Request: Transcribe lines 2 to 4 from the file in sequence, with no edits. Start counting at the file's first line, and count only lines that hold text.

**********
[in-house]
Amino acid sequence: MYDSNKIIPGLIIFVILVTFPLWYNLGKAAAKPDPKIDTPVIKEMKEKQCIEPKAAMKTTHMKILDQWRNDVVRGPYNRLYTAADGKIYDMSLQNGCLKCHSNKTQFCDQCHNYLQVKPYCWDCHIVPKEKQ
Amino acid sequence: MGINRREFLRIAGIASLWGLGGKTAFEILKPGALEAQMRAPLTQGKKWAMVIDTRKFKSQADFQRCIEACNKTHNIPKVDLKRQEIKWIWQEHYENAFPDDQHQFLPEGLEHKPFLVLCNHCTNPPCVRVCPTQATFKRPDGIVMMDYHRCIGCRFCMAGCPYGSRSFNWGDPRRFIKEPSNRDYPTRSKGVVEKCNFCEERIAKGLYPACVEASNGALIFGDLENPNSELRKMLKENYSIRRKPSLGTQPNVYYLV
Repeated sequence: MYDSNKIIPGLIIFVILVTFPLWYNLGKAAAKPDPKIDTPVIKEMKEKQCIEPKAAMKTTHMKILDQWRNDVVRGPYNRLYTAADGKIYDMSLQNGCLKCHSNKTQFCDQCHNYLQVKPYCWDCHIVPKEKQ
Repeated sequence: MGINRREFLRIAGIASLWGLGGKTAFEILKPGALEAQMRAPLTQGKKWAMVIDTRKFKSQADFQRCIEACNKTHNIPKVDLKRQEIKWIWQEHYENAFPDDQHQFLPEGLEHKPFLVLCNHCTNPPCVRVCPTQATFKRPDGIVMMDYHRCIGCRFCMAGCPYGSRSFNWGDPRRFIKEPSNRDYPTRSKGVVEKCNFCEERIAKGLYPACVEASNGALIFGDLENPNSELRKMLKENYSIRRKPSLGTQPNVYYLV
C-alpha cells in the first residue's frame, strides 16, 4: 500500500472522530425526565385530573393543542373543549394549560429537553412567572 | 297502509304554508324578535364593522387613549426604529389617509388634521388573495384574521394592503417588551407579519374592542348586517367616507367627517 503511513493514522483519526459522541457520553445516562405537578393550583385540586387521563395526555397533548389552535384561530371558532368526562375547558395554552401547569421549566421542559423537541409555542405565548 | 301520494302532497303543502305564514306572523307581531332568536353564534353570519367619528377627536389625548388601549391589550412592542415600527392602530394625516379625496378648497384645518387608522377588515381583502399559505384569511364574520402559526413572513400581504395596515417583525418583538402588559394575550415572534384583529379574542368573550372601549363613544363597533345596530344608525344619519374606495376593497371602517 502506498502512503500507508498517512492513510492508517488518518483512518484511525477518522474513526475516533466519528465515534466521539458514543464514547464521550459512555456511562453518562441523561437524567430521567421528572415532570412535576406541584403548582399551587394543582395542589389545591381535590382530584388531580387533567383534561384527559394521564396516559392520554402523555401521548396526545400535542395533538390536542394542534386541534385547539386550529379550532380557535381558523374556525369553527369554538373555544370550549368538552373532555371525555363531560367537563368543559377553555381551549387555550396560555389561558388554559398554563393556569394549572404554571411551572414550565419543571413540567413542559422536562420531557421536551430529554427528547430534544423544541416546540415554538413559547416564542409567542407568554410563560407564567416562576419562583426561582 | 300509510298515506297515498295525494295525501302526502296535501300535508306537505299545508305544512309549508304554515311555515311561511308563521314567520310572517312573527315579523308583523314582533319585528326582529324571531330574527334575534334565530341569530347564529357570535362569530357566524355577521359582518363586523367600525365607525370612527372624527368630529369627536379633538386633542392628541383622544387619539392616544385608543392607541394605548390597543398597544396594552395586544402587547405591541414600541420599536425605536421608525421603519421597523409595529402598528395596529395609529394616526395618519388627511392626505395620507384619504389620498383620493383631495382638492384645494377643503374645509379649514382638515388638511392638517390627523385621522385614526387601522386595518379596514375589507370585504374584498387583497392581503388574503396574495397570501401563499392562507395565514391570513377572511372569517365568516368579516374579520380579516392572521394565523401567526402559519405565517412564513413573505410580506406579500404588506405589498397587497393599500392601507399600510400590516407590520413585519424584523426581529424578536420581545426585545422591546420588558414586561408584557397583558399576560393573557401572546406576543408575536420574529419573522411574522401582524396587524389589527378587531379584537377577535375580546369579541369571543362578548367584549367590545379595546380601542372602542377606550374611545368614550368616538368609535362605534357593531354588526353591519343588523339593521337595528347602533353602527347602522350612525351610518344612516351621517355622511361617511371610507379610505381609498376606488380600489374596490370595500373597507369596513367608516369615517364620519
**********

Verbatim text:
Amino acid sequence: MYDSNKIIPGLIIFVILVTFPLWYNLGKAAAKPDPKIDTPVIKEMKEKQCIEPKAAMKTTHMKILDQWRNDVVRGPYNRLYTAADGKIYDMSLQNGCLKCHSNKTQFCDQCHNYLQVKPYCWDCHIVPKEKQ
Amino acid sequence: MGINRREFLRIAGIASLWGLGGKTAFEILKPGALEAQMRAPLTQGKKWAMVIDTRKFKSQADFQRCIEACNKTHNIPKVDLKRQEIKWIWQEHYENAFPDDQHQFLPEGLEHKPFLVLCNHCTNPPCVRVCPTQATFKRPDGIVMMDYHRCIGCRFCMAGCPYGSRSFNWGDPRRFIKEPSNRDYPTRSKGVVEKCNFCEERIAKGLYPACVEASNGALIFGDLENPNSELRKMLKENYSIRRKPSLGTQPNVYYLV
Repeated sequence: MYDSNKIIPGLIIFVILVTFPLWYNLGKAAAKPDPKIDTPVIKEMKEKQCIEPKAAMKTTHMKILDQWRNDVVRGPYNRLYTAADGKIYDMSLQNGCLKCHSNKTQFCDQCHNYLQVKPYCWDCHIVPKEKQ